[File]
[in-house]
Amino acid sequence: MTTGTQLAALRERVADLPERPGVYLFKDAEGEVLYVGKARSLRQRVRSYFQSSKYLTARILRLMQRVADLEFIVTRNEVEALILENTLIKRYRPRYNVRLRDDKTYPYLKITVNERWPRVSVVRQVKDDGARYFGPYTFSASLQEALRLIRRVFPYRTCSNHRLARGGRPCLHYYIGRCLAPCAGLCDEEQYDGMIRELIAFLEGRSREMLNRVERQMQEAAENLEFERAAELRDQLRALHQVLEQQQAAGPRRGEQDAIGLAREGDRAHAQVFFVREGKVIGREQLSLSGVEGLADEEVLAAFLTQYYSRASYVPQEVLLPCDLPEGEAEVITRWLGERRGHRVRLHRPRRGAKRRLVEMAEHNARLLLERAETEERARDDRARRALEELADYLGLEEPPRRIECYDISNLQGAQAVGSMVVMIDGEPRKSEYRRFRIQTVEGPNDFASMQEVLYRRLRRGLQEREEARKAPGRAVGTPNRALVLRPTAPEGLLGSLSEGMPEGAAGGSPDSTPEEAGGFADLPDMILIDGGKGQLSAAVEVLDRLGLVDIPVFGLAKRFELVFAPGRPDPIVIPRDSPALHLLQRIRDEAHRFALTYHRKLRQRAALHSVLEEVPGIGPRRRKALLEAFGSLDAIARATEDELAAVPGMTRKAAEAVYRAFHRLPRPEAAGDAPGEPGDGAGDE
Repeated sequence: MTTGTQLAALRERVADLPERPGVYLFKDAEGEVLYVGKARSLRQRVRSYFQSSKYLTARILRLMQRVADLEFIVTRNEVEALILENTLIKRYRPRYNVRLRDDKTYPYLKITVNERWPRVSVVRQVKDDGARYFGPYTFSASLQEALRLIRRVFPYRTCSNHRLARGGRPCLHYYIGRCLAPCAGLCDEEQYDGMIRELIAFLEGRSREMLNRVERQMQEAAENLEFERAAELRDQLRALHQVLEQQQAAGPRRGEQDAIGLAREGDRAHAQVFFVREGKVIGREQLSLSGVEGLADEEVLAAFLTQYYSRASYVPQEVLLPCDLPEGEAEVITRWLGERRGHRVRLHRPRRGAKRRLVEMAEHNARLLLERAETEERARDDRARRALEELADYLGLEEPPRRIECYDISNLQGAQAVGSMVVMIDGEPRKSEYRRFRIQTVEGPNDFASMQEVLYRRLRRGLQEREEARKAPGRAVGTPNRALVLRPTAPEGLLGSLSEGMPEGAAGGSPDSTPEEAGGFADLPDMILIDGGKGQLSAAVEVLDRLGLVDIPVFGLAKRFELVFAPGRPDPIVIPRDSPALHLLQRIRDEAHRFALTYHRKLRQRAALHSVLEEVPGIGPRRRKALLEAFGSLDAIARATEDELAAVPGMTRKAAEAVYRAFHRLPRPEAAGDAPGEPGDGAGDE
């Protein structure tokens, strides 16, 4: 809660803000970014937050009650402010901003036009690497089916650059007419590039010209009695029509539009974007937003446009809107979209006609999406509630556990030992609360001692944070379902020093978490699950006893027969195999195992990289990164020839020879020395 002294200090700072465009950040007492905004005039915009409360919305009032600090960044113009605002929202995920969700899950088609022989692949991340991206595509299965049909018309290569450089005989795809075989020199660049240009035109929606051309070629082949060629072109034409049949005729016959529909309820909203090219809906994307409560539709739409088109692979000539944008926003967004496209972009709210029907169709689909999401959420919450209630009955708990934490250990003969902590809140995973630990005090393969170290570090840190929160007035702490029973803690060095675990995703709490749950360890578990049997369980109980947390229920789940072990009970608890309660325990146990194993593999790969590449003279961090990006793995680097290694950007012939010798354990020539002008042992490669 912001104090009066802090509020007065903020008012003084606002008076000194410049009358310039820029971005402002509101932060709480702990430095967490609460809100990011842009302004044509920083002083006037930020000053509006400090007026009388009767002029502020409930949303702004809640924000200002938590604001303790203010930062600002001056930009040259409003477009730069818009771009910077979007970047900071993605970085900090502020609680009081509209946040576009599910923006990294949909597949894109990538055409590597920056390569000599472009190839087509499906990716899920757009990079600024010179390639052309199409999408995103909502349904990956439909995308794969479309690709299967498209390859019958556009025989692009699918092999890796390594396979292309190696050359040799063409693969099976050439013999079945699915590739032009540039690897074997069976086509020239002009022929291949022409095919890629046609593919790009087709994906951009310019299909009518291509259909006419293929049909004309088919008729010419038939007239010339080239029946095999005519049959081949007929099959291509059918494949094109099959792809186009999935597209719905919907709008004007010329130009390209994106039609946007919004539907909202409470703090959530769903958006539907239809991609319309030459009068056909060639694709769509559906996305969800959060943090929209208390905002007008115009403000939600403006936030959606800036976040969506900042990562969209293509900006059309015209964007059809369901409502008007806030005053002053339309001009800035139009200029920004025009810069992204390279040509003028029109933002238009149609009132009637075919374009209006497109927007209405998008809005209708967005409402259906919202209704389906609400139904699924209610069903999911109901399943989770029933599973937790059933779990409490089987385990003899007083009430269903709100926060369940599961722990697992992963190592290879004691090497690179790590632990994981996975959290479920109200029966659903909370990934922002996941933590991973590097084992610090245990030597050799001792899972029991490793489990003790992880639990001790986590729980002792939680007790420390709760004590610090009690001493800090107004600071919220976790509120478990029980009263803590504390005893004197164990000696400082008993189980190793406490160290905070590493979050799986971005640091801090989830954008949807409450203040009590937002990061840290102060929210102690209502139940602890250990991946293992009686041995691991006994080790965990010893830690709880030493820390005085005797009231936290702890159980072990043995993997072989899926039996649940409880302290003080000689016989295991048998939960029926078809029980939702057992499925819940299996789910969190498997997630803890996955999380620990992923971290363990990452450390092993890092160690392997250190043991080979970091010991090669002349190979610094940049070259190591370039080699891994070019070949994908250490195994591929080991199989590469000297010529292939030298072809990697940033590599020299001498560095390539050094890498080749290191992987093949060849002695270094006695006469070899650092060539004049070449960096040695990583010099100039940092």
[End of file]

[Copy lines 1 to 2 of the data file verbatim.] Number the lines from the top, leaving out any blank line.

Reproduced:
[in-house]
Amino acid sequence: MTTGTQLAALRERVADLPERPGVYLFKDAEGEVLYVGKARSLRQRVRSYFQSSKYLTARILRLMQRVADLEFIVTRNEVEALILENTLIKRYRPRYNVRLRDDKTYPYLKITVNERWPRVSVVRQVKDDGARYFGPYTFSASLQEALRLIRRVFPYRTCSNHRLARGGRPCLHYYIGRCLAPCAGLCDEEQYDGMIRELIAFLEGRSREMLNRVERQMQEAAENLEFERAAELRDQLRALHQVLEQQQAAGPRRGEQDAIGLAREGDRAHAQVFFVREGKVIGREQLSLSGVEGLADEEVLAAFLTQYYSRASYVPQEVLLPCDLPEGEAEVITRWLGERRGHRVRLHRPRRGAKRRLVEMAEHNARLLLERAETEERARDDRARRALEELADYLGLEEPPRRIECYDISNLQGAQAVGSMVVMIDGEPRKSEYRRFRIQTVEGPNDFASMQEVLYRRLRRGLQEREEARKAPGRAVGTPNRALVLRPTAPEGLLGSLSEGMPEGAAGGSPDSTPEEAGGFADLPDMILIDGGKGQLSAAVEVLDRLGLVDIPVFGLAKRFELVFAPGRPDPIVIPRDSPALHLLQRIRDEAHRFALTYHRKLRQRAALHSVLEEVPGIGPRRRKALLEAFGSLDAIARATEDELAAVPGMTRKAAEAVYRAFHRLPRPEAAGDAPGEPGDGAGDE